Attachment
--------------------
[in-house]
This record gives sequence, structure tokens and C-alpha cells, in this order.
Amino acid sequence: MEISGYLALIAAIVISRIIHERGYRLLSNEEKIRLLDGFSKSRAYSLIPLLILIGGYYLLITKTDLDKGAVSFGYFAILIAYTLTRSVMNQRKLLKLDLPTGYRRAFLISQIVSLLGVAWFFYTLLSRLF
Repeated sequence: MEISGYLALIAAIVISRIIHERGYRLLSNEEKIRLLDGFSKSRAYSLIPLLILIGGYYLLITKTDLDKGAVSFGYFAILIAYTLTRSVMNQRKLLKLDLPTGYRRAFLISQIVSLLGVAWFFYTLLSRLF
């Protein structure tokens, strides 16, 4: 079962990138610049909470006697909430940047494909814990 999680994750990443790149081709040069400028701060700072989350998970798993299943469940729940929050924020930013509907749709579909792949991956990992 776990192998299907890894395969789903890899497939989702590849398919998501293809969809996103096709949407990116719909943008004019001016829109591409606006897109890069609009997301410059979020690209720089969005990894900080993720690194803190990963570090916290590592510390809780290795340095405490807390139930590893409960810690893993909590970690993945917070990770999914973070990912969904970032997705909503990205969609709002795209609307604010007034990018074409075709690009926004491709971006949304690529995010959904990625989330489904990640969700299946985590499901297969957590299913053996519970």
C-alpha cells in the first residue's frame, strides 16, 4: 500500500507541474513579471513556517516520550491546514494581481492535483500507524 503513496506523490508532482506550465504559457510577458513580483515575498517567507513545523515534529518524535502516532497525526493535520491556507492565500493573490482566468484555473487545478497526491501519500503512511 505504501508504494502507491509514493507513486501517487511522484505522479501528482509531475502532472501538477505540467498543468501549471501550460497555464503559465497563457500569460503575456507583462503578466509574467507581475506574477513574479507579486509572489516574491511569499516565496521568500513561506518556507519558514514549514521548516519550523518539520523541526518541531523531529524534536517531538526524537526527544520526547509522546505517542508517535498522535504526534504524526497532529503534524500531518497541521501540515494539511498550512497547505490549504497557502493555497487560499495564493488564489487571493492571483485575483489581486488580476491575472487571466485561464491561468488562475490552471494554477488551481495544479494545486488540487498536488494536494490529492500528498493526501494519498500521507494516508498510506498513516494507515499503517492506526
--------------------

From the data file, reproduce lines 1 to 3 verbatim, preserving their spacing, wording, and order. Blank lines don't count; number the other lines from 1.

[in-house]
This record gives sequence, structure tokens and C-alpha cells, in this order.
Amino acid sequence: MEISGYLALIAAIVISRIIHERGYRLLSNEEKIRLLDGFSKSRAYSLIPLLILIGGYYLLITKTDLDKGAVSFGYFAILIAYTLTRSVMNQRKLLKLDLPTGYRRAFLISQIVSLLGVAWFFYTLLSRLF